Lady luck did not smile on TIME as his initial advance with Hellion-Marine-Medivac was intercepted by a group of waiting Mutas and Zerglings. Dark wiped out the entire army at almost no cost to himself and took complete control of the game from here. Constant Mutalisk harassment kept TIME in check, and by the 8 minute mark of the game, Dark had lost only 775 resources compared to TIME at 3000. This was basically a preview for the rest of the game, as Dark would continue to pick TIME apart with immaculate Muta control.
To TIME’s credit, he refused to crumble and held out until he could attempt a 2/2 bio push off of 8 Barracks. Dark once again seemed to read the situation perfectly and elected to stay on a low Drone count for a larger maxed out army, which he used to needle away at the Terran push. As TIME was attempting to slow-push through the middle, Dark launched a devastating set of Ling-Bane counterattacks which decimated the Terran economy, killing 52 SCVs in just 30 seconds forcing another basetrade attempt from TIME.
Dark once again displayed excellent decision-making and poise, simply avoiding the Terran army and using his Mutas to pick off exposed units. TIME eventually lifted his buildings and tried to win with the army he had on the field, but Dark forced him to play a losing game of Whack-A-Mole by constantly taking new expansions. Perhaps feeling the hopelessness of the situation, TIME let some of his few remaining buildings drift out of position. Dark hunted them down with Mutalisks, forcing TIME to GG out seconds before he suffered an elimination defeat.
Game 3 - Tropical Sacrifice: Game 3 felt like a quicker version of game 2, but with a handful of notable differences. Dark elected to open up with more quick 2-base Muta play, but this time, TIME went for a single BC opener into a 2-base all-in. TIME once again found himself on the wrong end of the exchange, losing the expensive Battlecruiser and several of his early Hellions to Dark’s Mutas, killing only a handful of Drones and one Muta in return.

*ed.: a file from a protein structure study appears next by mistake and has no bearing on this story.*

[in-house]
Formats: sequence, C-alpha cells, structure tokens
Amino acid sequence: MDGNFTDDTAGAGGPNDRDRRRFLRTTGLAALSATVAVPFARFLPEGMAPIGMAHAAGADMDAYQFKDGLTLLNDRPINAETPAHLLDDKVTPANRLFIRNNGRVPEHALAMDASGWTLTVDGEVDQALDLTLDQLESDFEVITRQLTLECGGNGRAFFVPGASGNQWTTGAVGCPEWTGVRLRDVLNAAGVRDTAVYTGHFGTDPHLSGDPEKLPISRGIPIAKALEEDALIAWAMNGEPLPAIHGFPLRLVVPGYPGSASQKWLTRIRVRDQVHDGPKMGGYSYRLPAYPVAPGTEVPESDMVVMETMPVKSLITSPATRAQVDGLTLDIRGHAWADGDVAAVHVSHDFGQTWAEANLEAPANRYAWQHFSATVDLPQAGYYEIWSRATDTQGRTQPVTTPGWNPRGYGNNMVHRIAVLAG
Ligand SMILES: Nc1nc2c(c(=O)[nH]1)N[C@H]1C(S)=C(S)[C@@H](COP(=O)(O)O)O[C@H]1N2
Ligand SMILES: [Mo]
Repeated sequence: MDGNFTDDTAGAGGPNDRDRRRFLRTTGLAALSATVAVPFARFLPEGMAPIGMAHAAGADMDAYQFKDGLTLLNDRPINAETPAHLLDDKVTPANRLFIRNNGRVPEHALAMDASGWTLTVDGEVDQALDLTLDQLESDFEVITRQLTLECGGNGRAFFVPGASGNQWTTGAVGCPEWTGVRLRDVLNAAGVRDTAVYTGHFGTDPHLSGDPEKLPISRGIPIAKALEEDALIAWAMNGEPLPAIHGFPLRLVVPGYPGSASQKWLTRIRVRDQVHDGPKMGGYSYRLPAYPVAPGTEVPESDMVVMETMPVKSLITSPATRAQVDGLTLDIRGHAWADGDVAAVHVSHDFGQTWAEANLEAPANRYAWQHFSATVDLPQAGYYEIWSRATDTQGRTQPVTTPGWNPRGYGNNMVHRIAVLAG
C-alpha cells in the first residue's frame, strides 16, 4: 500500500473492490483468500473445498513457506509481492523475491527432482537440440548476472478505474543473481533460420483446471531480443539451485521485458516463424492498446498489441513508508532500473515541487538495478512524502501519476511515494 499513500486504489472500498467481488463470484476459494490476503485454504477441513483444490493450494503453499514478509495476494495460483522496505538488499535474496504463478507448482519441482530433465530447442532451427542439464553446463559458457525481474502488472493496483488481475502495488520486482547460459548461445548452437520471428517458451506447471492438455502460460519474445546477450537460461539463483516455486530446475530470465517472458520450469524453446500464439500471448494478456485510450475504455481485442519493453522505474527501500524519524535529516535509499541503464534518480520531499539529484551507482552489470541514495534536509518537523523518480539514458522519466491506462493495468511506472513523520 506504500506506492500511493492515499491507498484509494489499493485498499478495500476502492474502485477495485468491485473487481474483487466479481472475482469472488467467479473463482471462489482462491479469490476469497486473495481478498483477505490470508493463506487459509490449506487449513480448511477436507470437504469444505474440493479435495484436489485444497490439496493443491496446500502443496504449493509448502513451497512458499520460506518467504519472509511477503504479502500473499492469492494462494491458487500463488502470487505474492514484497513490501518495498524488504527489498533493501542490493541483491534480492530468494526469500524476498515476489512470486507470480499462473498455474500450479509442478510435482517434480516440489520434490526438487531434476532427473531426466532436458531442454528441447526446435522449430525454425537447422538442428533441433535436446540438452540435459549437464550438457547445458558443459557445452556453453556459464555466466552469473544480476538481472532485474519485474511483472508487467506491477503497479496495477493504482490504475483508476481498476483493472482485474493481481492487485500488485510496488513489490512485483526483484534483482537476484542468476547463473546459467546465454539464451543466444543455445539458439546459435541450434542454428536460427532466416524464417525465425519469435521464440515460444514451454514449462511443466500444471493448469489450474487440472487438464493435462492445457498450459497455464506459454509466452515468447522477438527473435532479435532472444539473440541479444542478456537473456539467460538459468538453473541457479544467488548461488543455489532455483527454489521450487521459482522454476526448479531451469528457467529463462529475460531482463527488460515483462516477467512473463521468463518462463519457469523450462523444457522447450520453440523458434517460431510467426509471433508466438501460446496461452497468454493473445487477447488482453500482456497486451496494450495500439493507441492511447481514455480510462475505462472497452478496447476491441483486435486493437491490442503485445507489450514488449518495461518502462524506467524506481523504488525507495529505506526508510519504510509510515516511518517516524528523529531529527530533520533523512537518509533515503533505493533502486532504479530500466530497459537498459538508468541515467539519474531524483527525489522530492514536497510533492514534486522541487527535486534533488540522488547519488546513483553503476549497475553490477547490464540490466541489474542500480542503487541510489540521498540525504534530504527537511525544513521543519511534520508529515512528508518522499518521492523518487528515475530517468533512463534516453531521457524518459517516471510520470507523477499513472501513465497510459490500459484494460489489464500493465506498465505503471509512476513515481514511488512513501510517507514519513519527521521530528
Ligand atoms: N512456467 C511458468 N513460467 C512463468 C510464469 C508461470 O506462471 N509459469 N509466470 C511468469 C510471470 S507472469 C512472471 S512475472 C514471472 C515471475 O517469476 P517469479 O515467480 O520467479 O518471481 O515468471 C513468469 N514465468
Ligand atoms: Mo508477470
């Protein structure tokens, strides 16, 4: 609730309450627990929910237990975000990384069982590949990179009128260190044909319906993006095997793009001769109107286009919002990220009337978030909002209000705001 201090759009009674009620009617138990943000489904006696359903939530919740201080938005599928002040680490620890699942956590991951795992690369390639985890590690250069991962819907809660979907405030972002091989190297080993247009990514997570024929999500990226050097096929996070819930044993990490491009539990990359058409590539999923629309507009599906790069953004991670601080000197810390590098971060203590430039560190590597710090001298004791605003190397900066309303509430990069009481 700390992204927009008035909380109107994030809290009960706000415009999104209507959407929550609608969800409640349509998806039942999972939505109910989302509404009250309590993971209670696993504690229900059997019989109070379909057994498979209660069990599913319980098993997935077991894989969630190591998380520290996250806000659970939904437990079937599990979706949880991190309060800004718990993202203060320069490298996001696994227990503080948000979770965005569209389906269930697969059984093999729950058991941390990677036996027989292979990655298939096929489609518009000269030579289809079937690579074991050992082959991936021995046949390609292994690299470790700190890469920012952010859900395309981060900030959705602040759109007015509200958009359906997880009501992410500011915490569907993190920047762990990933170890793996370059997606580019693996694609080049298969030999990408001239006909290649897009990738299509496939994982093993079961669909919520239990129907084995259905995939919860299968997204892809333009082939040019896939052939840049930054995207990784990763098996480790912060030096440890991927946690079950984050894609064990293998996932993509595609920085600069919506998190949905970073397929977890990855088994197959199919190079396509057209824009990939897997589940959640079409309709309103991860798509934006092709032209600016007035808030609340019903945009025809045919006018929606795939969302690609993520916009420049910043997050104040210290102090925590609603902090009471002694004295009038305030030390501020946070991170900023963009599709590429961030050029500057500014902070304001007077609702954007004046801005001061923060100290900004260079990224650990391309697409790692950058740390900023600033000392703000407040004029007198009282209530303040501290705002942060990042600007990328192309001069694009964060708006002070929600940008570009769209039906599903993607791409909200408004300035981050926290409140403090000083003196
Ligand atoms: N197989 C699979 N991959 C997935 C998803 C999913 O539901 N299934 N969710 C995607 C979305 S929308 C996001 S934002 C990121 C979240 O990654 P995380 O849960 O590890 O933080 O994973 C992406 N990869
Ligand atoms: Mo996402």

Dark once more unleashed strong counterattacks whenever TIME moved out, with TIME eventually committing to a +1 upgraded Marine-Tank army push. However, Dark simply pulled back with his Muta-Ling counterattack force and held off the Terran push. By the time there was another bio force ready to move out, Dark had completed his critical Baneling speed upgrade and got another deadly Ling run-by into his opponent’s natural. Once more, TIME was forced into a desperation attack, but Dark was more than prepared. Dark crushed TIME's army, securing the final map in an impressive 3-0 victory.
As dominant as Dark looked in the series, TIME got the last word on the week when the two met again in the NA cup finals…
European Cup (partial bracket shown)
But before TIME vs. Dark II could happen, there was a European cup to be played. The EU cup had a slightly diminished player pool due to HomeStory Cup, with Clem being the most notable regular that elected to take a week off. Still, many of the usual suspects didn't have a problem with the scheduling, with players like HeroMarine, MaxPax, Spirit, Kelazhur, uThermal, and SKillous all competing.
Unfortunately, none of the top Zerg players competed which meant that not a single Zerg cracked the top 16. As for the bracket itself, there were quite a few minor to middling upsets with BabyMarine taking a game off of SKillous, Xistl taking a game off of HeroMarine, and the Ukrainian Zerg playing SunSet taking a game off of YouTube content creator uThermal. However, the biggest upset had to be MaNa’s entire run.